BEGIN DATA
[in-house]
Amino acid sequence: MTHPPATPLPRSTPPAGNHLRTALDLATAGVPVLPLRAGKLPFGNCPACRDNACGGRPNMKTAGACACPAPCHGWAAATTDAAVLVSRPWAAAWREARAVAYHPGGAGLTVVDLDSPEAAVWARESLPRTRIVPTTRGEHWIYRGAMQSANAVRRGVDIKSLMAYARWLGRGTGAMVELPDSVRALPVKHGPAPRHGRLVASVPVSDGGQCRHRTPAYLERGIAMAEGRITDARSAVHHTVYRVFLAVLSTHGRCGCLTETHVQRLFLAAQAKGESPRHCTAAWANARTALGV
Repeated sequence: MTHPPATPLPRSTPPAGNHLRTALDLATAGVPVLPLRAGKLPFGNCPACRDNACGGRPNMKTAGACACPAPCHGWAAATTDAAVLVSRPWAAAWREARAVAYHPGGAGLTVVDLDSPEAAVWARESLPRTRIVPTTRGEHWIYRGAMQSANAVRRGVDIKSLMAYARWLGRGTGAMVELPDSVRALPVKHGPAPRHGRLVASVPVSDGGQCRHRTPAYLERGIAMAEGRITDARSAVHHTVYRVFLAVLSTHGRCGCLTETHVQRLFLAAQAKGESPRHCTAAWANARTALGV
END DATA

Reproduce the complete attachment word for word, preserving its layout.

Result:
[in-house]
Amino acid sequence: MTHPPATPLPRSTPPAGNHLRTALDLATAGVPVLPLRAGKLPFGNCPACRDNACGGRPNMKTAGACACPAPCHGWAAATTDAAVLVSRPWAAAWREARAVAYHPGGAGLTVVDLDSPEAAVWARESLPRTRIVPTTRGEHWIYRGAMQSANAVRRGVDIKSLMAYARWLGRGTGAMVELPDSVRALPVKHGPAPRHGRLVASVPVSDGGQCRHRTPAYLERGIAMAEGRITDARSAVHHTVYRVFLAVLSTHGRCGCLTETHVQRLFLAAQAKGESPRHCTAAWANARTALGV
Repeated sequence: MTHPPATPLPRSTPPAGNHLRTALDLATAGVPVLPLRAGKLPFGNCPACRDNACGGRPNMKTAGACACPAPCHGWAAATTDAAVLVSRPWAAAWREARAVAYHPGGAGLTVVDLDSPEAAVWARESLPRTRIVPTTRGEHWIYRGAMQSANAVRRGVDIKSLMAYARWLGRGTGAMVELPDSVRALPVKHGPAPRHGRLVASVPVSDGGQCRHRTPAYLERGIAMAEGRITDARSAVHHTVYRVFLAVLSTHGRCGCLTETHVQRLFLAAQAKGESPRHCTAAWANARTALGV